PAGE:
All these systems of religion are based on the idea that somehow, some way, we as human beings must pursue God, enlightenment, paradise, or whatever our goal is. They propose that by following certain steps or abiding by particular rules, they can climb the ladder toward eternal peace.
The truth is that the various religions of the world—whether Islam, Buddhism, atheism, or any of the others— place the responsibility for humankind’s survival and growth directly upon human beings. They must pursue God, knowledge, or whatever is essential to obtaining their salvation.
Wrong Christian thinking
Unfortunately, many Christians have fallen for such thinking too. They apparently believe that they must pursue God to obtain His favor and His blessings.
A woman who attends one of my churches informed me that she wanted to wear a head covering to church because she thought that if she did, God would bless her. She then went on to tell me about all the things she needed to change in her life, using the personal pronoun I over and over again. Eventually, I was able to cut her off, and when I did, I challenged her apparent belief that it was her job to pursue God by cleaning up her life (which doesn’t mean we can ignore overcoming our character defects). I pointed out that the Bible, especially the Old Testament, pictures a God who doesn’t expect us to pursue Him—He pursues us.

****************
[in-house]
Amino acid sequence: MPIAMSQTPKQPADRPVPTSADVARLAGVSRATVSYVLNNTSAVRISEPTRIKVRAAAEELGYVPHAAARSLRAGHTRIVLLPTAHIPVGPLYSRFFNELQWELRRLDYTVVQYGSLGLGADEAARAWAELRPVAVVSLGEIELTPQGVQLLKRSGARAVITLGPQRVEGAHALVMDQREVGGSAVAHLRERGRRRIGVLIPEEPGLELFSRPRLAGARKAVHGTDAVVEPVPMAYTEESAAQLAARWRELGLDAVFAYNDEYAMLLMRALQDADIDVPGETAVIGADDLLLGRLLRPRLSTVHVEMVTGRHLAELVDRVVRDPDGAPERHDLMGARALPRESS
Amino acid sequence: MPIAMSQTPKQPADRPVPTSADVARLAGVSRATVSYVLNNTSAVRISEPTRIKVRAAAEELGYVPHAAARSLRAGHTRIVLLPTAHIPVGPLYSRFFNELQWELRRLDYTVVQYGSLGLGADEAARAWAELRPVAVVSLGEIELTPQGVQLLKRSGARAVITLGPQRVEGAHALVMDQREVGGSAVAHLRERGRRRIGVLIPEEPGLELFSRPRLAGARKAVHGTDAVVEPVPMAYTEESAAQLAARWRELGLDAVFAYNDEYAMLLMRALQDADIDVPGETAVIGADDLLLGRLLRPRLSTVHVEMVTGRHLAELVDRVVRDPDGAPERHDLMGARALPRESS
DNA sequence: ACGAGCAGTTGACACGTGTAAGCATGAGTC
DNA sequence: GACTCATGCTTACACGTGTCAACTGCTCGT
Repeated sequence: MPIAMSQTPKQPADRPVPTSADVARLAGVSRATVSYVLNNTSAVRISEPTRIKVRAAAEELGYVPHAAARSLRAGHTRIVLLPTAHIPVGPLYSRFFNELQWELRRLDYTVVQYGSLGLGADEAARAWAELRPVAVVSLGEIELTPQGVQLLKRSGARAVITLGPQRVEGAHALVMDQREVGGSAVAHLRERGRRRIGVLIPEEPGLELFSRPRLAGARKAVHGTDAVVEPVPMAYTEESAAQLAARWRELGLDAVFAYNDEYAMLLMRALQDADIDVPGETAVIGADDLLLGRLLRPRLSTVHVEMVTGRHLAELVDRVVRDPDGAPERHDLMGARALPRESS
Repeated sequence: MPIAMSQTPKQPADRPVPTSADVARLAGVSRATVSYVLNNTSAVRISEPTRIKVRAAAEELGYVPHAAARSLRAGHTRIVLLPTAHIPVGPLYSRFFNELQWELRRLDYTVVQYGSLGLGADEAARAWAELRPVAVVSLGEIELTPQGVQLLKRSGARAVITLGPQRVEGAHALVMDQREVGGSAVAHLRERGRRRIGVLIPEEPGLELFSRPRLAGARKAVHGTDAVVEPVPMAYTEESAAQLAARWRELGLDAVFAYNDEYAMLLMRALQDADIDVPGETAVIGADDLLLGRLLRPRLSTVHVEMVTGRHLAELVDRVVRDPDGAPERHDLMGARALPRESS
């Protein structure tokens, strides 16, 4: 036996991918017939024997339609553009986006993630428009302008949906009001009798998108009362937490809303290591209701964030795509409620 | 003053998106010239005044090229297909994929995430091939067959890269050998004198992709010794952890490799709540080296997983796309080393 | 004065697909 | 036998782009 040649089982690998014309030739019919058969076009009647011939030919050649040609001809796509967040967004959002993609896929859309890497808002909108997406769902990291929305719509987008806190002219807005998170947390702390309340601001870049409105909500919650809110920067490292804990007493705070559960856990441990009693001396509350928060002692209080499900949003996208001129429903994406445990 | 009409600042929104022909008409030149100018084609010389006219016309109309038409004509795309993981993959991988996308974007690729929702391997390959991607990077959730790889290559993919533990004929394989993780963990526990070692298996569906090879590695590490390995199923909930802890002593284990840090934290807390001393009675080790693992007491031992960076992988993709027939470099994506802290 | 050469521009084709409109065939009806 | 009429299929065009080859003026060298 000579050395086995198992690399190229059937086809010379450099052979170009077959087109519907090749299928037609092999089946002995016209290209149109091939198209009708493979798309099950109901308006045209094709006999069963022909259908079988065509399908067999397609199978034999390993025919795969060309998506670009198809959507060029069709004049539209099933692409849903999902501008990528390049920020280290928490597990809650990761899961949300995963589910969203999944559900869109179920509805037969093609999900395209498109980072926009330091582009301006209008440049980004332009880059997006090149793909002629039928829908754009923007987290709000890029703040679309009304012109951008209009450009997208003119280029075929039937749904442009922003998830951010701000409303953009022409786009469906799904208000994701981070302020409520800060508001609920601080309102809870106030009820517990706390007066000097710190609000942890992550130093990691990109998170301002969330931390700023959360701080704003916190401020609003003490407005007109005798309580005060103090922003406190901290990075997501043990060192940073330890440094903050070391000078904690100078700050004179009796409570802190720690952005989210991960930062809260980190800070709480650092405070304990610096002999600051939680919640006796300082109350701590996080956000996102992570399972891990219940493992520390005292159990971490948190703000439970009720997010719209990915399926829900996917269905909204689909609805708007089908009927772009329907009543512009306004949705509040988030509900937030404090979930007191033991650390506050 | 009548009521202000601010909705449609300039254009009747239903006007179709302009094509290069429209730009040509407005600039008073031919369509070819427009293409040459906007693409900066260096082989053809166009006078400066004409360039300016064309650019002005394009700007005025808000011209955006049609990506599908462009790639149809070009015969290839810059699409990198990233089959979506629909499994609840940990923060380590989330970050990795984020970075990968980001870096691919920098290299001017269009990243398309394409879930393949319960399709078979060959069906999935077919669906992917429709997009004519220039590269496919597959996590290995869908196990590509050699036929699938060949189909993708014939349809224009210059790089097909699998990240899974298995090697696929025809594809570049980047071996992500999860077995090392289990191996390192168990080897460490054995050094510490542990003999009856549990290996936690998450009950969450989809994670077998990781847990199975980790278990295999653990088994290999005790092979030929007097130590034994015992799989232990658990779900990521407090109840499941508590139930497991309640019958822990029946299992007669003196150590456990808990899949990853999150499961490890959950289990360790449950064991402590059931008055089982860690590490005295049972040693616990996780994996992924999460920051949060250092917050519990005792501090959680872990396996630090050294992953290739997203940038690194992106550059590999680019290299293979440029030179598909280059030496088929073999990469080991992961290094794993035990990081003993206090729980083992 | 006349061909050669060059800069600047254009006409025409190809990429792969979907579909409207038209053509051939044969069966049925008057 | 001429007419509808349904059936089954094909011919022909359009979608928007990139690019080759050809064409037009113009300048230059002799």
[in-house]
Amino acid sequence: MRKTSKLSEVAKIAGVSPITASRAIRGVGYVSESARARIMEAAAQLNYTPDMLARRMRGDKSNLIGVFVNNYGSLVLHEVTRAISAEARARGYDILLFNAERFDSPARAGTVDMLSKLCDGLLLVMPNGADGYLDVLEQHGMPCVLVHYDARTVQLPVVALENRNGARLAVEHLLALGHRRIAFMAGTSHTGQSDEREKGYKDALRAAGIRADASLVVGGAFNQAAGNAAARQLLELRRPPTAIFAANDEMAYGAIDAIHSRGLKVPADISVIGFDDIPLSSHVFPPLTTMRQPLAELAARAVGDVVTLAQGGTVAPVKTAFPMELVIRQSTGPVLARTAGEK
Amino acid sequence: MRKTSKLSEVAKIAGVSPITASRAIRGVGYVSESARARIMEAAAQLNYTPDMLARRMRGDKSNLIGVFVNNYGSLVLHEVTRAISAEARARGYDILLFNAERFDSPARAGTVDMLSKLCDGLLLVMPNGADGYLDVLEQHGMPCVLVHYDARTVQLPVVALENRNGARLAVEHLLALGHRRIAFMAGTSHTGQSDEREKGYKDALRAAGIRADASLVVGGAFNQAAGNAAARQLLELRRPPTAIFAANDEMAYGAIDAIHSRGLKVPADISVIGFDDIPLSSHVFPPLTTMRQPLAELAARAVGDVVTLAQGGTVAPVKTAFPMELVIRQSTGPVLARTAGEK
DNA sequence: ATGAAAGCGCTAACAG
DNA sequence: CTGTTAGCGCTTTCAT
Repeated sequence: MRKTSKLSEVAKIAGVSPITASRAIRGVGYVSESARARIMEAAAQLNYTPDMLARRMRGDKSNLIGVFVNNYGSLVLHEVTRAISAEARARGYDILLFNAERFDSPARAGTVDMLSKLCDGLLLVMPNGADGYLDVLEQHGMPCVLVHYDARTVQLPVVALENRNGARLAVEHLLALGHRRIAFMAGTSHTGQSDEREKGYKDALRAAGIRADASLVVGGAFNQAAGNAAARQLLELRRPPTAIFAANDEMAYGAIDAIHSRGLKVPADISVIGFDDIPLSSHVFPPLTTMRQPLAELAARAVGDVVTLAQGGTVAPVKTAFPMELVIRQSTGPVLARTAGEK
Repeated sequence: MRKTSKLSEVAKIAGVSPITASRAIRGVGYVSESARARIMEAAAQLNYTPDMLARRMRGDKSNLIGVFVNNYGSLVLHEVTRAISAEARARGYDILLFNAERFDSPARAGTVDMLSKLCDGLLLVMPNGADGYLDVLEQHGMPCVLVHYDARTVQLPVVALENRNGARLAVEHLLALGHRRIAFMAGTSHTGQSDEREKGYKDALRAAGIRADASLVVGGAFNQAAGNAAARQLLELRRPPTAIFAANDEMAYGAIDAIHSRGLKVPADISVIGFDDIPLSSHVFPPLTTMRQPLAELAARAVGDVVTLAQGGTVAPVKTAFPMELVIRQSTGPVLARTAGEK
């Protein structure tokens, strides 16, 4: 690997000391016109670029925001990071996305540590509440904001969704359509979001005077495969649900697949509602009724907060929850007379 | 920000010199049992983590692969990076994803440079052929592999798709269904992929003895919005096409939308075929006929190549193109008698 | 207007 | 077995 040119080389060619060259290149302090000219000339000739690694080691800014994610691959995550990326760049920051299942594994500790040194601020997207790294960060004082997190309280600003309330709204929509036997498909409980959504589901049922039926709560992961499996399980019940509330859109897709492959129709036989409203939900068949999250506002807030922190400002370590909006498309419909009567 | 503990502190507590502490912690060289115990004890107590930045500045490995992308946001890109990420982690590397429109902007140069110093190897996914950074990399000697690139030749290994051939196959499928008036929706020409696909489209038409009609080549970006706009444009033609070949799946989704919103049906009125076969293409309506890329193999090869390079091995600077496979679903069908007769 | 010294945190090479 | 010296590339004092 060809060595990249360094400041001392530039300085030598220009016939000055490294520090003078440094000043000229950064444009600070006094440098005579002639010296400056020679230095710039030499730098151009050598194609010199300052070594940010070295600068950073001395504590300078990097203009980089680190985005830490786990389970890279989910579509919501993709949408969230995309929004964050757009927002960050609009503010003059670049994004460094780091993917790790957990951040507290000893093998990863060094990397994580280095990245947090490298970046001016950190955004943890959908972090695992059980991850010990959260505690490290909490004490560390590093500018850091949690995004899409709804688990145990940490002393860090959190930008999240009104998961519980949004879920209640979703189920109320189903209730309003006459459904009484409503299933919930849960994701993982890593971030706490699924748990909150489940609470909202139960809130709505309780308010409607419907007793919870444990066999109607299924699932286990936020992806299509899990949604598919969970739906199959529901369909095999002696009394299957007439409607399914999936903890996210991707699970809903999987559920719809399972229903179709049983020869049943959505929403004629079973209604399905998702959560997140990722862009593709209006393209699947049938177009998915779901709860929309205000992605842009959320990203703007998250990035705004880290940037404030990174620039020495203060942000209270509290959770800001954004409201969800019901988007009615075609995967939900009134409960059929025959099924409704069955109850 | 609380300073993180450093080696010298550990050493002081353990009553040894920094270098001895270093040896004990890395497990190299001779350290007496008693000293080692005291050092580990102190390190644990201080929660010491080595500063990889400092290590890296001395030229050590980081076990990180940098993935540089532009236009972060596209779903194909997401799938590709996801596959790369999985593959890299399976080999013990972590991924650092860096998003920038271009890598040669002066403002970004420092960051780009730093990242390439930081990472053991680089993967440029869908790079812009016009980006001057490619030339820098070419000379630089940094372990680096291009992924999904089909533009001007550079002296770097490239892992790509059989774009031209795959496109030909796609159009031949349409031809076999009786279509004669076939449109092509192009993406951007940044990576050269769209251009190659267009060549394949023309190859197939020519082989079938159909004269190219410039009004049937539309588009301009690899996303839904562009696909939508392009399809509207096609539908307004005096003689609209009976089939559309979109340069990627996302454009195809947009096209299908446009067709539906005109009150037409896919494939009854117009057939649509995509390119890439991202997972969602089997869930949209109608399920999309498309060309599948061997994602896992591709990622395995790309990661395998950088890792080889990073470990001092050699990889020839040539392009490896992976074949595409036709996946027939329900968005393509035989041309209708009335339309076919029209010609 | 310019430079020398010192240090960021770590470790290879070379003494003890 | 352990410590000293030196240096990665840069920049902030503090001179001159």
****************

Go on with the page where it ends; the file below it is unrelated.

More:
Interestingly, there are numerous places in the Bible in addition to Psalm 23 that use this imagery of a searching Shepherd. In Ezekiel, for instance, God announces, “Indeed I Myself will search for My sheep and seek them out. As a shepherd seeks out his flock on the day he is among his scattered sheep, so will I seek out My sheep and deliver them from all the places where they were scattered on a cloudy and dark day” (Ezekiel 34:11, 12, NKJV).
We see this same idea in the New Testament, where Jesus announces His ministry in terms that remind us of this psalm. When some of the religious elite of the day complained that Jesus was partying with prostitutes, sinners, and tax collectors, Jesus turned to them and said, “If a man has a hundred sheep and one of them gets lost, what will he do? Won’t he leave the ninety-nine others in the wilderness and go to search for the one that is lost until he finds it?” (Luke 15:4, NLT).
Scripture portrays a pursuing God—a God who will do everything He can to win the affections of those He created in His image, much as a young man pursues a young woman who has stolen his heart. God isn’t angry. He isn’t malevolent. He doesn’t stand back with His arms folded across His chest, waiting for us to find Him, waiting for us to climb up to heaven. Instead, He brings heaven down to earth, constantly pursuing His sheep, which have gone astray. Indeed, He has pursued us so far that He even took on our flesh and blood so He could be with us as one of us!
Such is the truth about the God of the Old Testament, the God of the New Testament—indeed, the God of eternity.